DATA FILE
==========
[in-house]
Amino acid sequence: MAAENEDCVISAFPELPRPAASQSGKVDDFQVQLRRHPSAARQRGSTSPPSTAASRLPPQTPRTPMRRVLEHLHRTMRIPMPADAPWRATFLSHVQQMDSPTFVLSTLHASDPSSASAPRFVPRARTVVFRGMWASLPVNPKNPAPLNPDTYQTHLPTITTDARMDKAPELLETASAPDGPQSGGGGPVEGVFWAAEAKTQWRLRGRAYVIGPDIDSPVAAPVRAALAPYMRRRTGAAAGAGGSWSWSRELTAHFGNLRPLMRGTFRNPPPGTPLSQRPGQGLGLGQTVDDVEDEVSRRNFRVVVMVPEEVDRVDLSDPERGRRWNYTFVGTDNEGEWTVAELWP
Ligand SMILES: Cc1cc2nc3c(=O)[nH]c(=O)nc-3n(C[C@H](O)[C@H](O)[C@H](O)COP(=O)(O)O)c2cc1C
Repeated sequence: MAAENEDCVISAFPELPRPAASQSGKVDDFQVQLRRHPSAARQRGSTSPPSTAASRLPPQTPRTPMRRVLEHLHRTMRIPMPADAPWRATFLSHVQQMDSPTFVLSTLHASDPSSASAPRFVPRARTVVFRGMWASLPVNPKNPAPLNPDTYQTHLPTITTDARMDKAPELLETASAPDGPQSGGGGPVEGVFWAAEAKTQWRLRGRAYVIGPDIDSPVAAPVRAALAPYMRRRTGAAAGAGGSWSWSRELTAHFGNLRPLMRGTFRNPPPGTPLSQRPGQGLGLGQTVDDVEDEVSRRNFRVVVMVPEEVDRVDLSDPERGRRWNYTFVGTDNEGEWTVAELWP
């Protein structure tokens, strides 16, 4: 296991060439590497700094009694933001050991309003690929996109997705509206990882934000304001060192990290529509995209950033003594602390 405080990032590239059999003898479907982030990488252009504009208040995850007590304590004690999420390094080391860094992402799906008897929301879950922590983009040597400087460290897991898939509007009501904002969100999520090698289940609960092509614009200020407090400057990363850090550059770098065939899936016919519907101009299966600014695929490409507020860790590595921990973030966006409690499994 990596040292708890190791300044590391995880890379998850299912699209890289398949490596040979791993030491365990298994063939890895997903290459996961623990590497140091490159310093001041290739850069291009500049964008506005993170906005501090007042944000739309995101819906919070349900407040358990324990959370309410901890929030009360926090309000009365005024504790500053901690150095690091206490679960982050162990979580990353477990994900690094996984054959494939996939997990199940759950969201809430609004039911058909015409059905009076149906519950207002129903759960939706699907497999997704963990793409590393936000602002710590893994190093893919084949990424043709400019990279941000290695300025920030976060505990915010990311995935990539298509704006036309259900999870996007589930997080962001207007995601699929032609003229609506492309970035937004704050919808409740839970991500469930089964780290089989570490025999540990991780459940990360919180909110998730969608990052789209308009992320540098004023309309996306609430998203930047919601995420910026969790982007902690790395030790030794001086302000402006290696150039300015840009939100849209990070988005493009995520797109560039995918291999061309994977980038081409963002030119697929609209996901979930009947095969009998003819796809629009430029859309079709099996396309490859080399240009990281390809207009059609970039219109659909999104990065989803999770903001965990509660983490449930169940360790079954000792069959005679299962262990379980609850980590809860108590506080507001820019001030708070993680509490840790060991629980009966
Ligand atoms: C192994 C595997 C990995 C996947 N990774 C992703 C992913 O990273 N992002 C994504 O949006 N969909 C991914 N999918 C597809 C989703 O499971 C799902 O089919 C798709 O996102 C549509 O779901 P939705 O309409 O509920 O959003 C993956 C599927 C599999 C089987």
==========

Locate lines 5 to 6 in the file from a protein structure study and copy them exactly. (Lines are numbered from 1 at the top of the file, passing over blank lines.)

């Protein structure tokens, strides 16, 4: 296991060439590497700094009694933001050991309003690929996109997705509206990882934000304001060192990290529509995209950033003594602390 405080990032590239059999003898479907982030990488252009504009208040995850007590304590004690999420390094080391860094992402799906008897929301879950922590983009040597400087460290897991898939509007009501904002969100999520090698289940609960092509614009200020407090400057990363850090550059770098065939899936016919519907101009299966600014695929490409507020860790590595921990973030966006409690499994 990596040292708890190791300044590391995880890379998850299912699209890289398949490596040979791993030491365990298994063939890895997903290459996961623990590497140091490159310093001041290739850069291009500049964008506005993170906005501090007042944000739309995101819906919070349900407040358990324990959370309410901890929030009360926090309000009365005024504790500053901690150095690091206490679960982050162990979580990353477990994900690094996984054959494939996939997990199940759950969201809430609004039911058909015409059905009076149906519950207002129903759960939706699907497999997704963990793409590393936000602002710590893994190093893919084949990424043709400019990279941000290695300025920030976060505990915010990311995935990539298509704006036309259900999870996007589930997080962001207007995601699929032609003229609506492309970035937004704050919808409740839970991500469930089964780290089989570490025999540990991780459940990360919180909110998730969608990052789209308009992320540098004023309309996306609430998203930047919601995420910026969790982007902690790395030790030794001086302000402006290696150039300015840009939100849209990070988005493009995520797109560039995918291999061309994977980038081409963002030119697929609209996901979930009947095969009998003819796809629009430029859309079709099996396309490859080399240009990281390809207009059609970039219109659909999104990065989803999770903001965990509660983490449930169940360790079954000792069959005679299962262990379980609850980590809860108590506080507001820019001030708070993680509490840790060991629980009966
Ligand atoms: C192994 C595997 C990995 C996947 N990774 C992703 C992913 O990273 N992002 C994504 O949006 N969909 C991914 N999918 C597809 C989703 O499971 C799902 O089919 C798709 O996102 C549509 O779901 P939705 O309409 O509920 O959003 C993956 C599927 C599999 C089987």